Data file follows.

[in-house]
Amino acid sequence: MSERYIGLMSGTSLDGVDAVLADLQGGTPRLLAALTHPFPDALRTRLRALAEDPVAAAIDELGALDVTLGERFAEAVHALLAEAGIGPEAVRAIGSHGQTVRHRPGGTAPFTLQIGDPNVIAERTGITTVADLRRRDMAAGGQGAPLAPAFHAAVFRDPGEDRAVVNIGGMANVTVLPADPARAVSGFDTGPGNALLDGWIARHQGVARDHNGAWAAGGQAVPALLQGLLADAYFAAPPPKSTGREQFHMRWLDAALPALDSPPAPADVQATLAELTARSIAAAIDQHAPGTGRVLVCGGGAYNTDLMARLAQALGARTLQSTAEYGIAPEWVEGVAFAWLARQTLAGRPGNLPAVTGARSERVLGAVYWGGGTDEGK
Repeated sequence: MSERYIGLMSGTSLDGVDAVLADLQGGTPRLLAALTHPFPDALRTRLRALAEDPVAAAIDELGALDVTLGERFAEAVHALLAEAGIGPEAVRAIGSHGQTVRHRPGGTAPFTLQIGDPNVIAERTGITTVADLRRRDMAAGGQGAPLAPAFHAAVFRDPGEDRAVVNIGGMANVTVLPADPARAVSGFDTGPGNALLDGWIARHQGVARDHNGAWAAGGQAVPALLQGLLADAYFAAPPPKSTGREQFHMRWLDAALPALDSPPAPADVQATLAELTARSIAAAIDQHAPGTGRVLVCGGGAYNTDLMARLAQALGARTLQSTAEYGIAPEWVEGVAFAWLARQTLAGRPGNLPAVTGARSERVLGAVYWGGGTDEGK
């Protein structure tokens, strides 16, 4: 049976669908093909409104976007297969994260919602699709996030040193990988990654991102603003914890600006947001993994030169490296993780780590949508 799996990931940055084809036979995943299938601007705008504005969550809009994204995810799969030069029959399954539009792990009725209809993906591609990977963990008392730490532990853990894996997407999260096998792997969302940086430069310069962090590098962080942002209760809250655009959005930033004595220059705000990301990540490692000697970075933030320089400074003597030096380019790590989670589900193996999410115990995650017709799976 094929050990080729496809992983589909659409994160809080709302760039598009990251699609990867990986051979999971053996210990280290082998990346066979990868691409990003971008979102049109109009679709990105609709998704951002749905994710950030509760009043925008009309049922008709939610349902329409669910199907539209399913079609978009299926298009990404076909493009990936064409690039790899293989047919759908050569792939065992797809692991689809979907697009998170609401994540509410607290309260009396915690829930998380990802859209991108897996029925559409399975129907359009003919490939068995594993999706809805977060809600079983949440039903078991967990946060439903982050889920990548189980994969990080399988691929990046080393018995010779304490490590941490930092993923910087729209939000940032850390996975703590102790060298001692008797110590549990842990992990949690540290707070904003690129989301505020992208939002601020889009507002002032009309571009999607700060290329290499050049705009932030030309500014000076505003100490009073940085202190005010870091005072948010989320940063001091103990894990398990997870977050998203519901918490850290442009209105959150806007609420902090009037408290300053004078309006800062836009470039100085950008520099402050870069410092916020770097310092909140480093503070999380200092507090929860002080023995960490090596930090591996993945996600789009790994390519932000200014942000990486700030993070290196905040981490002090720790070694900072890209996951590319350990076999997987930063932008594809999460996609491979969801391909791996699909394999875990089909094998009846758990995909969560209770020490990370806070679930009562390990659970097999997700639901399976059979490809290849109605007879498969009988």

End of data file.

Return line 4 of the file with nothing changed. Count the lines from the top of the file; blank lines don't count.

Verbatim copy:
């Protein structure tokens, strides 16, 4: 049976669908093909409104976007297969994260919602699709996030040193990988990654991102603003914890600006947001993994030169490296993780780590949508 799996990931940055084809036979995943299938601007705008504005969550809009994204995810799969030069029959399954539009792990009725209809993906591609990977963990008392730490532990853990894996997407999260096998792997969302940086430069310069962090590098962080942002209760809250655009959005930033004595220059705000990301990540490692000697970075933030320089400074003597030096380019790590989670589900193996999410115990995650017709799976 094929050990080729496809992983589909659409994160809080709302760039598009990251699609990867990986051979999971053996210990280290082998990346066979990868691409990003971008979102049109109009679709990105609709998704951002749905994710950030509760009043925008009309049922008709939610349902329409669910199907539209399913079609978009299926298009990404076909493009990936064409690039790899293989047919759908050569792939065992797809692991689809979907697009998170609401994540509410607290309260009396915690829930998380990802859209991108897996029925559409399975129907359009003919490939068995594993999706809805977060809600079983949440039903078991967990946060439903982050889920990548189980994969990080399988691929990046080393018995010779304490490590941490930092993923910087729209939000940032850390996975703590102790060298001692008797110590549990842990992990949690540290707070904003690129989301505020992208939002601020889009507002002032009309571009999607700060290329290499050049705009932030030309500014000076505003100490009073940085202190005010870091005072948010989320940063001091103990894990398990997870977050998203519901918490850290442009209105959150806007609420902090009037408290300053004078309006800062836009470039100085950008520099402050870069410092916020770097310092909140480093503070999380200092507090929860002080023995960490090596930090591996993945996600789009790994390519932000200014942000990486700030993070290196905040981490002090720790070694900072890209996951590319350990076999997987930063932008594809999460996609491979969801391909791996699909394999875990089909094998009846758990995909969560209770020490990370806070679930009562390990659970097999997700639901399976059979490809290849109605007879498969009988």